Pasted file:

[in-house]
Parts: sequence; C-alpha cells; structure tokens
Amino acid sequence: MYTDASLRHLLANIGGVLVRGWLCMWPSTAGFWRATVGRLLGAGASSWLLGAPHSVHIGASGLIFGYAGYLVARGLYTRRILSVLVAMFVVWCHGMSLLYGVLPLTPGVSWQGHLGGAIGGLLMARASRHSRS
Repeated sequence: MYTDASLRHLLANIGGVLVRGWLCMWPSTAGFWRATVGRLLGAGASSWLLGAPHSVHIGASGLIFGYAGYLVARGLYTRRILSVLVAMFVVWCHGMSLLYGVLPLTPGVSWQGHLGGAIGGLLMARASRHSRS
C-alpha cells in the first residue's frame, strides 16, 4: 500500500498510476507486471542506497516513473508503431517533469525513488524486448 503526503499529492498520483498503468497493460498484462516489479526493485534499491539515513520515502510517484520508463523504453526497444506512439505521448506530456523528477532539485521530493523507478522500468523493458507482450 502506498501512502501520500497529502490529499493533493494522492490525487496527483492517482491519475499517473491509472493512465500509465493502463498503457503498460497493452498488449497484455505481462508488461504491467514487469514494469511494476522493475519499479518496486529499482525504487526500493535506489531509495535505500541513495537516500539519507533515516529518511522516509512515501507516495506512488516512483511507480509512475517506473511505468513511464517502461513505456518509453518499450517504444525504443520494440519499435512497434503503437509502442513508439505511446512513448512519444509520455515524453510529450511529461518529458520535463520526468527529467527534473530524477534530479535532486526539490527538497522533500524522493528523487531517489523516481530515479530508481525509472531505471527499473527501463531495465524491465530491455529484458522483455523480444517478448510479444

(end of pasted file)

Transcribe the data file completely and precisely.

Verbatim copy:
[in-house]
Parts: sequence; C-alpha cells; structure tokens
Amino acid sequence: MYTDASLRHLLANIGGVLVRGWLCMWPSTAGFWRATVGRLLGAGASSWLLGAPHSVHIGASGLIFGYAGYLVARGLYTRRILSVLVAMFVVWCHGMSLLYGVLPLTPGVSWQGHLGGAIGGLLMARASRHSRS
Repeated sequence: MYTDASLRHLLANIGGVLVRGWLCMWPSTAGFWRATVGRLLGAGASSWLLGAPHSVHIGASGLIFGYAGYLVARGLYTRRILSVLVAMFVVWCHGMSLLYGVLPLTPGVSWQGHLGGAIGGLLMARASRHSRS
C-alpha cells in the first residue's frame, strides 16, 4: 500500500498510476507486471542506497516513473508503431517533469525513488524486448 503526503499529492498520483498503468497493460498484462516489479526493485534499491539515513520515502510517484520508463523504453526497444506512439505521448506530456523528477532539485521530493523507478522500468523493458507482450 502506498501512502501520500497529502490529499493533493494522492490525487496527483492517482491519475499517473491509472493512465500509465493502463498503457503498460497493452498488449497484455505481462508488461504491467514487469514494469511494476522493475519499479518496486529499482525504487526500493535506489531509495535505500541513495537516500539519507533515516529518511522516509512515501507516495506512488516512483511507480509512475517506473511505468513511464517502461513505456518509453518499450517504444525504443520494440519499435512497434503503437509502442513508439505511446512513448512519444509520455515524453510529450511529461518529458520535463520526468527529467527534473530524477534530479535532486526539490527538497522533500524522493528523487531517489523516481530515479530508481525509472531505471527499473527501463531495465524491465530491455529484458522483455523480444517478448510479444